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The Instant Enemy

The Instant Enemy - Ross Macdonald The late sixties feel almost like yesterday compared to times when Raymond Chandler writings took place. We have sex, drugs (LSD is mentioned here), and rock-n-roll. Lew Archer is hired by a typical middle-class suburban couple to find their typical rebellious troubled runaway teen daughter who took a shotgun as a memento with her.
It seems she ran off to her equally troubled - and psychotic to boot - boyfriend. This innocent investigation leads to a surprising number of dead bodies and a very complicated and convoluted (I am using this word as a praise here) mystery.

The first thing to note about the novel is the very high number of dead bodies I already mentioned, probably the highest so far in the series if you count the bodies both in past and present; the past plays an important part in the book as always touching on dark secrets of several generations of different families.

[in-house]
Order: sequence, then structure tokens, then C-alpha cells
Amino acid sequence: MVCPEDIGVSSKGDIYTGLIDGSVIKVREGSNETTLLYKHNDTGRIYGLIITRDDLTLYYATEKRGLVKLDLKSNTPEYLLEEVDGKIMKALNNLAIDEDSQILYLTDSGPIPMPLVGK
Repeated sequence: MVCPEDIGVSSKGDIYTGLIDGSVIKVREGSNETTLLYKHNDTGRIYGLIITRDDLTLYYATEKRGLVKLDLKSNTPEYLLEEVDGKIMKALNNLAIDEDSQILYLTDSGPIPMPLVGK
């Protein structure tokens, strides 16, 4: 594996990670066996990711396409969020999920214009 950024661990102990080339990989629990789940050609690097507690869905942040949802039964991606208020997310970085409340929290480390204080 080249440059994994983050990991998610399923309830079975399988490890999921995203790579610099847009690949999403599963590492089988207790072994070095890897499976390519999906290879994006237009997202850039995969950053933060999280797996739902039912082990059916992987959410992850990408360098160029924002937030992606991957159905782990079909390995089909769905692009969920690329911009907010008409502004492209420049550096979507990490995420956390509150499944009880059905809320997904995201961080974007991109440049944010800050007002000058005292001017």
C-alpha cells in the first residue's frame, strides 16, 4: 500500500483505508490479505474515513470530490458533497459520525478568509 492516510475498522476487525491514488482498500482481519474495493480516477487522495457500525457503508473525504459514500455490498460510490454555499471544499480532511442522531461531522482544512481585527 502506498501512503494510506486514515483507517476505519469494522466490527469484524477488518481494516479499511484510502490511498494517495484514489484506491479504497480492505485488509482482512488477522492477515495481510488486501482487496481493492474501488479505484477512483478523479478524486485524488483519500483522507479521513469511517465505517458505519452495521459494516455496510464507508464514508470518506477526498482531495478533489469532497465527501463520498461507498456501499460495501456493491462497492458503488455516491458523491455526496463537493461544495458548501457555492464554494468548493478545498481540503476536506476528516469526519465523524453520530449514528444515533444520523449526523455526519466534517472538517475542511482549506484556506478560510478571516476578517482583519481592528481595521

Ross Macdonald is one of the grand masters of mystery - both traditional and noir - sadly mostly forgotten these days. Not only he can and does create a good mystery, his descriptions make southern California of the end of sixties come alive. Most of his characters felt like living breathing real people. While reading the novel I began feeling bad for the teen couple, then I felt really repulsed by them, and then I began to understand them. It takes a real master to pull off such great characterization.

I would like to mention I was really impressed by Archer's efforts to do everything he could and then some to save the teens from themselves.

I gave 4 stars to this novel initially, but after rereading my own review I realized it needs to be rated higher, so 5 stars is it. Runaway Train would be an obvious and excellent listening choice as a background music for reading: https://www.youtube.com/watch?v=NRtvqT_wMeY

The review is dedicated to the noble effort by good people who try to help runaway kids all over the world.